The Interpreter

A special project of Institute of Modern Russia
Mezhyhiriya, as Euromaidan protestors tour Yanukovych's former wooden palace.

How Yanukovych Pillaged Ukraine

In Ukraine, the images of Berkut riot police fighting protestors on Kiev’s Maidan have been replaced by ones of the officers on their knees asking for forgiveness. And while Ukraine seeks to compose itself, questions have emerged in the wake of the fall of the government. The unifying objective of ousting Yanukovych has been replaced by confusion surrounding the current situation, whether the East of the country (primarily Crimea) will acquiesce to the new state of affairs (or become the latest suzerainty of Russia), and where Ukraine will find the aid to repair its hemorrhaging economy (currently at an estimated $35 billion over the next two years).

These questions and confusion are magnified due to the speed with which Yanukovych went from ordering the massacre of protestors to disappearing from his palatial estates (security cameras caught him and his bodyguards fleeing to helicopters which spirited him to eastern Ukraine), and to ultimately resurfacing in Russia. In his wake he left not only confusion, anger and the bodies of numerous Ukrainians—protestors and police alike—but also numerous documents, documents which, in his haste, he was unable to get rid of (or amateurishly tried to) and detail the almost incomprehensible level of pillaging of the Ukrainian economy and government. The documents, and the incoming government, detail—an initial—report of at least $37 billion vanishing from state coffers (supposedly through fraudulent loans), and a total of $70 billion being sent out of the country to offshore locations during Yanukovych’s three year rule.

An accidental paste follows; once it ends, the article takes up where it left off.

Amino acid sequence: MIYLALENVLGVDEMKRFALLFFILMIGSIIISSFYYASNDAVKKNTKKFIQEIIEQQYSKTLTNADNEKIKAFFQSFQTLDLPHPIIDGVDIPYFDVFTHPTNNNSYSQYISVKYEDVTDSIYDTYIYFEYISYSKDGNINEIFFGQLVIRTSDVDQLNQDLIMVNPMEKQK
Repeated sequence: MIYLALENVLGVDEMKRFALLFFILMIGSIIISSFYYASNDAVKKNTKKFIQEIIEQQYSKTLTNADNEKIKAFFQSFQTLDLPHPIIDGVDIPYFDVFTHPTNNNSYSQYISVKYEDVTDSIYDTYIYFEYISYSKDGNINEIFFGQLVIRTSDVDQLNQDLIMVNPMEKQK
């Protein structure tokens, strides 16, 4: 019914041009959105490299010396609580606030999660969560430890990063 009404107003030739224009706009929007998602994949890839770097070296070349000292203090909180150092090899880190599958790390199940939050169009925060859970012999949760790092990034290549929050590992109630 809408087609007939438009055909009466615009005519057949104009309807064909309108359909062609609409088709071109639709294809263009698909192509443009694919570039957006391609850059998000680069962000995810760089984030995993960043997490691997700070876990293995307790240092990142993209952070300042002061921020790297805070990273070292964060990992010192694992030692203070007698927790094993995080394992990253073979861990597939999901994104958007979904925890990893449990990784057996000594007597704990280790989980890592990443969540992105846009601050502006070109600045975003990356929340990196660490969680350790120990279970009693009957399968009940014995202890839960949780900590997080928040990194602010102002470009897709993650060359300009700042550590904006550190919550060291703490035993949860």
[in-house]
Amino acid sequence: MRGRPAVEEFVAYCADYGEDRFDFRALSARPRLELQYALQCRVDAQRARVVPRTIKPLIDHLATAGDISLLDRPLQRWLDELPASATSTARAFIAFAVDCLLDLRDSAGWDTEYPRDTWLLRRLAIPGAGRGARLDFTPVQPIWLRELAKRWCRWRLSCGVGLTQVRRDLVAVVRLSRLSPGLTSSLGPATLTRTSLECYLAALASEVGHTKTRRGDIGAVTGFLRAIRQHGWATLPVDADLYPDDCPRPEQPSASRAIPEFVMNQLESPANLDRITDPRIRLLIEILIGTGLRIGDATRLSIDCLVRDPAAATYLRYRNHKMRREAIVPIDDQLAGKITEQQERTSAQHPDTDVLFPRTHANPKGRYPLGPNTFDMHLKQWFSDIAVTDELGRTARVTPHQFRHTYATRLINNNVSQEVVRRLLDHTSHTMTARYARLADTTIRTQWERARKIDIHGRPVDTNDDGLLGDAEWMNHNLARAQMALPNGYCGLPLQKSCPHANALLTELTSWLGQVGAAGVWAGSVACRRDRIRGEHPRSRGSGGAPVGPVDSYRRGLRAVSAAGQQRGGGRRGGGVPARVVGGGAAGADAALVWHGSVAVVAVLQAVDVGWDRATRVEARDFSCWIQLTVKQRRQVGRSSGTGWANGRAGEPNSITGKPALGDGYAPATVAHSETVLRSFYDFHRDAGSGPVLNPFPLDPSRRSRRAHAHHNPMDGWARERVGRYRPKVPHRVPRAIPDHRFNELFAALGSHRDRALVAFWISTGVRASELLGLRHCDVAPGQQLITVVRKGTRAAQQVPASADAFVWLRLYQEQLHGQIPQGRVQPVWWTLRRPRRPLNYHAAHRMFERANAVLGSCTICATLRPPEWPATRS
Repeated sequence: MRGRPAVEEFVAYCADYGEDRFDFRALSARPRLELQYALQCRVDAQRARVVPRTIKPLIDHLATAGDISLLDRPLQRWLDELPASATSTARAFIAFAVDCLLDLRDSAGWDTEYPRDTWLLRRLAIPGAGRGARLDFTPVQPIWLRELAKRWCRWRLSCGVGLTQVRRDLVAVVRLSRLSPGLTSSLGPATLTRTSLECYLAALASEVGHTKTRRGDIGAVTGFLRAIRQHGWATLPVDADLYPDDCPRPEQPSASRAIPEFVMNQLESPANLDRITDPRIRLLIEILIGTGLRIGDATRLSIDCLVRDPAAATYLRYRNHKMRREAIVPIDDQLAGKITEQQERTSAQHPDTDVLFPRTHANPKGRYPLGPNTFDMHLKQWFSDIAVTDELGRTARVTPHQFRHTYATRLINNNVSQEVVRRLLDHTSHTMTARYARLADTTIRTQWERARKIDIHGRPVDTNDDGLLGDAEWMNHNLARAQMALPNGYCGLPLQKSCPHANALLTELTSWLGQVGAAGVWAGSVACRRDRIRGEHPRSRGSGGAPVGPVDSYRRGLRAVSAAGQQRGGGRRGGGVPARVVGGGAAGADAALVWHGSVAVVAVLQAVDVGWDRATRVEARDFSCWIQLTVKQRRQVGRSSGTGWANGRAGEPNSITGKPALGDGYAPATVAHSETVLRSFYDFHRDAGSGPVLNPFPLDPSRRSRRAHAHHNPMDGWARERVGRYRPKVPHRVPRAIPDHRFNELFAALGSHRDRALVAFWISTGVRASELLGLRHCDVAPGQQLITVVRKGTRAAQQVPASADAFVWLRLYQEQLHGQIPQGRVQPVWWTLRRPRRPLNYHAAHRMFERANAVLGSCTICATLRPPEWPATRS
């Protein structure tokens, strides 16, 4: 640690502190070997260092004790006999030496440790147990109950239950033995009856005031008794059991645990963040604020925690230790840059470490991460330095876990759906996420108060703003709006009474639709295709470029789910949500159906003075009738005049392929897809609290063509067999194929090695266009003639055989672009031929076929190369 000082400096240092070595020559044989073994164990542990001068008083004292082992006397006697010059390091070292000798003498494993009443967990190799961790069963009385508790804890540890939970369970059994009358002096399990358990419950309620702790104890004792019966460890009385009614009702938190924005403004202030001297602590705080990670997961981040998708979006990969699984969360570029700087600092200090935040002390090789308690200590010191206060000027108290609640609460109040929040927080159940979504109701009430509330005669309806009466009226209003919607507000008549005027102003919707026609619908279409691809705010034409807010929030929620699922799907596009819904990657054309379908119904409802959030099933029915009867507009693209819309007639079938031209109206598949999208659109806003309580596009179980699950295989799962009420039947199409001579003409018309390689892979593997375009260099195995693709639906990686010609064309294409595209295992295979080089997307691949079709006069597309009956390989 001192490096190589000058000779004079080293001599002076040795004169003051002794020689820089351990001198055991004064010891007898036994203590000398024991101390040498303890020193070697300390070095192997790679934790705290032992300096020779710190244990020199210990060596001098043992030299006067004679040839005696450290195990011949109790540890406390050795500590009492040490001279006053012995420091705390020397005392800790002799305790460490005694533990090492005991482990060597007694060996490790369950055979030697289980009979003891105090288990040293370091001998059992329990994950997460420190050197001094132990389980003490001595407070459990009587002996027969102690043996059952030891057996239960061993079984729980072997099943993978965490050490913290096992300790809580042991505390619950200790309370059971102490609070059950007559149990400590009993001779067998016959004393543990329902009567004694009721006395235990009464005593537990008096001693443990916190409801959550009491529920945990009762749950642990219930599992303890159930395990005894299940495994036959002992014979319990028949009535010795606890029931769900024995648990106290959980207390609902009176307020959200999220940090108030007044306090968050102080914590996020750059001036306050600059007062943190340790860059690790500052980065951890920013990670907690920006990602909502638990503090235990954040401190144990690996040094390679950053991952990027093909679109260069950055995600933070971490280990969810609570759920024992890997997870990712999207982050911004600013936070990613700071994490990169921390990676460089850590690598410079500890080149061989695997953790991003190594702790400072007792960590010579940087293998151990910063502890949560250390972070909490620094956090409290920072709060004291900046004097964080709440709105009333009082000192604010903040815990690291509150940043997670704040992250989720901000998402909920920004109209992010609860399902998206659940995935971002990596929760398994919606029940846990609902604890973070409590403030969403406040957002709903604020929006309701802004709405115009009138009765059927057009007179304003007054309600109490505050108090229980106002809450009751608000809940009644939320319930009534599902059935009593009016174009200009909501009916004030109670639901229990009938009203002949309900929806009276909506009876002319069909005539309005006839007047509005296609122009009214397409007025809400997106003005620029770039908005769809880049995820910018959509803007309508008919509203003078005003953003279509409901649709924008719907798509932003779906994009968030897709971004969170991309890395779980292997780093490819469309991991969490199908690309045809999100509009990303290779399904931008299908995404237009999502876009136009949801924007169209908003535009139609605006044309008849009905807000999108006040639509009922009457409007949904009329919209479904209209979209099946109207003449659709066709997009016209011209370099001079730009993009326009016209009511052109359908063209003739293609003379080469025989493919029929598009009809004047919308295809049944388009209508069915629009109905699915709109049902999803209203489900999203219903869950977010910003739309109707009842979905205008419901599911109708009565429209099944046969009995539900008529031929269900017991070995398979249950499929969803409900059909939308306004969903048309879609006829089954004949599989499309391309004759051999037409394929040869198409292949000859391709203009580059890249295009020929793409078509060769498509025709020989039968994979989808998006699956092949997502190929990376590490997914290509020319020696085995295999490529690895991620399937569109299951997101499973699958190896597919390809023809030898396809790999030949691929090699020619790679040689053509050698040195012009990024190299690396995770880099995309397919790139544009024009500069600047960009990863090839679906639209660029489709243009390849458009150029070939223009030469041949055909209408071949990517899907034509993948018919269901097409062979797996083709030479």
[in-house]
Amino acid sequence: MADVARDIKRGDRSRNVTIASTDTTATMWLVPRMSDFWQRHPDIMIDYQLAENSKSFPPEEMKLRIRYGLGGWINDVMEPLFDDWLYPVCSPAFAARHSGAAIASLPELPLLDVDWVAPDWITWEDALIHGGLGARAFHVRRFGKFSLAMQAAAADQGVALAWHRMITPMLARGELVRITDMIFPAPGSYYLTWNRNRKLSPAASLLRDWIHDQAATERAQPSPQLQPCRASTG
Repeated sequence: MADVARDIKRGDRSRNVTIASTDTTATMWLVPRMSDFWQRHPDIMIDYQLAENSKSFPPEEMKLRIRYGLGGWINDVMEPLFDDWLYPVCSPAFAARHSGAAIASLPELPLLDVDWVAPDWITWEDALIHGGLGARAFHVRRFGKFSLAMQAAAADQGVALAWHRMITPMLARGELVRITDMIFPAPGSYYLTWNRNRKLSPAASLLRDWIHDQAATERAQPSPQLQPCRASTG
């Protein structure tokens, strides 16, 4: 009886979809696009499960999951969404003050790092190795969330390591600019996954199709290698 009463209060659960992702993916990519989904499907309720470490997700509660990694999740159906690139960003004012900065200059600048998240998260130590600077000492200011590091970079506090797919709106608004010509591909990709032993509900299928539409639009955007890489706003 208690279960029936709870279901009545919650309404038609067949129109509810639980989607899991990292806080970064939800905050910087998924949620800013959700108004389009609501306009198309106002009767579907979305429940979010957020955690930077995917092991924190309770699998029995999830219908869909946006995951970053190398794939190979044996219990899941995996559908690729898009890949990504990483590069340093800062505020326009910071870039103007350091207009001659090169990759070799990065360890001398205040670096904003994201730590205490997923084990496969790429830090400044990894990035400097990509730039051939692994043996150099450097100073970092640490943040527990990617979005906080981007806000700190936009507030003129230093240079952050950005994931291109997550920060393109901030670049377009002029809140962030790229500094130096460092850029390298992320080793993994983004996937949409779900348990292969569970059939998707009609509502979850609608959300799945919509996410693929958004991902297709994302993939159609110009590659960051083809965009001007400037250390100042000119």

While the amounts are surprising, the pilfering is not, especially with the revelations of Caligula levels of extravagance and frivolity. Ukraine has long suffered from corruption, and not just under the most recent government of Yanukovych—the recently released former prime minister Yulia Tymoshenko has been accused of corruption during virtually her entire political career and undoubtedly contain some merit.